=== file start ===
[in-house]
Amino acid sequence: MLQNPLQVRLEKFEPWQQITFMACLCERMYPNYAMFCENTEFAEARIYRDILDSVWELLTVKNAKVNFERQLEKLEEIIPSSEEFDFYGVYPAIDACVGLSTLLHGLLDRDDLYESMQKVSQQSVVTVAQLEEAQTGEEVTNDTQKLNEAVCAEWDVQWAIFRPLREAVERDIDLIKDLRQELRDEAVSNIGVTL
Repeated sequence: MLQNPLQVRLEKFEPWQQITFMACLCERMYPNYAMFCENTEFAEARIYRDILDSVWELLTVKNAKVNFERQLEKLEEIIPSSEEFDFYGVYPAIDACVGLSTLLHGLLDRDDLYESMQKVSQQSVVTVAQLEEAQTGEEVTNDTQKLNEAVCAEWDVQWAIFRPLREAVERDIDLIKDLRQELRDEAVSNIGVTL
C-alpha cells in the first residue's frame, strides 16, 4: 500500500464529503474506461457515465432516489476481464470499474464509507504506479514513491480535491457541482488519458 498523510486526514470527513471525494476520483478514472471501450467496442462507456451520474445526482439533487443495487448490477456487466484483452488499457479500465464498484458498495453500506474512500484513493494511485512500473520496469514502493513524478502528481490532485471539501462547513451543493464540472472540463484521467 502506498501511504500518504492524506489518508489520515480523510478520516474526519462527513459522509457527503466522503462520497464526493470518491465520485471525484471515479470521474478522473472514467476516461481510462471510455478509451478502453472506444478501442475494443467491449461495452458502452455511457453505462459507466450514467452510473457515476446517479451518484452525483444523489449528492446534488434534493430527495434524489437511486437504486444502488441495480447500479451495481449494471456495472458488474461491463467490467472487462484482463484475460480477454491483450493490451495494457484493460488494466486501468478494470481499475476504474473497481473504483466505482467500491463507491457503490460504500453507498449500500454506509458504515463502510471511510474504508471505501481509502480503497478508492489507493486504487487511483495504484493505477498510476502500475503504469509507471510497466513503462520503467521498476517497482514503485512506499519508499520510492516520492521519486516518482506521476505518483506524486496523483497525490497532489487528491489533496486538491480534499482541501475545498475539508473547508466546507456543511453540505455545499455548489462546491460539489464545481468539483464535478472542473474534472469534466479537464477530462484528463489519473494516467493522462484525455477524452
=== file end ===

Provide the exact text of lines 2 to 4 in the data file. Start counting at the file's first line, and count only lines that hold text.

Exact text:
Amino acid sequence: MLQNPLQVRLEKFEPWQQITFMACLCERMYPNYAMFCENTEFAEARIYRDILDSVWELLTVKNAKVNFERQLEKLEEIIPSSEEFDFYGVYPAIDACVGLSTLLHGLLDRDDLYESMQKVSQQSVVTVAQLEEAQTGEEVTNDTQKLNEAVCAEWDVQWAIFRPLREAVERDIDLIKDLRQELRDEAVSNIGVTL
Repeated sequence: MLQNPLQVRLEKFEPWQQITFMACLCERMYPNYAMFCENTEFAEARIYRDILDSVWELLTVKNAKVNFERQLEKLEEIIPSSEEFDFYGVYPAIDACVGLSTLLHGLLDRDDLYESMQKVSQQSVVTVAQLEEAQTGEEVTNDTQKLNEAVCAEWDVQWAIFRPLREAVERDIDLIKDLRQELRDEAVSNIGVTL
C-alpha cells in the first residue's frame, strides 16, 4: 500500500464529503474506461457515465432516489476481464470499474464509507504506479514513491480535491457541482488519458 498523510486526514470527513471525494476520483478514472471501450467496442462507456451520474445526482439533487443495487448490477456487466484483452488499457479500465464498484458498495453500506474512500484513493494511485512500473520496469514502493513524478502528481490532485471539501462547513451543493464540472472540463484521467 502506498501511504500518504492524506489518508489520515480523510478520516474526519462527513459522509457527503466522503462520497464526493470518491465520485471525484471515479470521474478522473472514467476516461481510462471510455478509451478502453472506444478501442475494443467491449461495452458502452455511457453505462459507466450514467452510473457515476446517479451518484452525483444523489449528492446534488434534493430527495434524489437511486437504486444502488441495480447500479451495481449494471456495472458488474461491463467490467472487462484482463484475460480477454491483450493490451495494457484493460488494466486501468478494470481499475476504474473497481473504483466505482467500491463507491457503490460504500453507498449500500454506509458504515463502510471511510474504508471505501481509502480503497478508492489507493486504487487511483495504484493505477498510476502500475503504469509507471510497466513503462520503467521498476517497482514503485512506499519508499520510492516520492521519486516518482506521476505518483506524486496523483497525490497532489487528491489533496486538491480534499482541501475545498475539508473547508466546507456543511453540505455545499455548489462546491460539489464545481468539483464535478472542473474534472469534466479537464477530462484528463489519473494516467493522462484525455477524452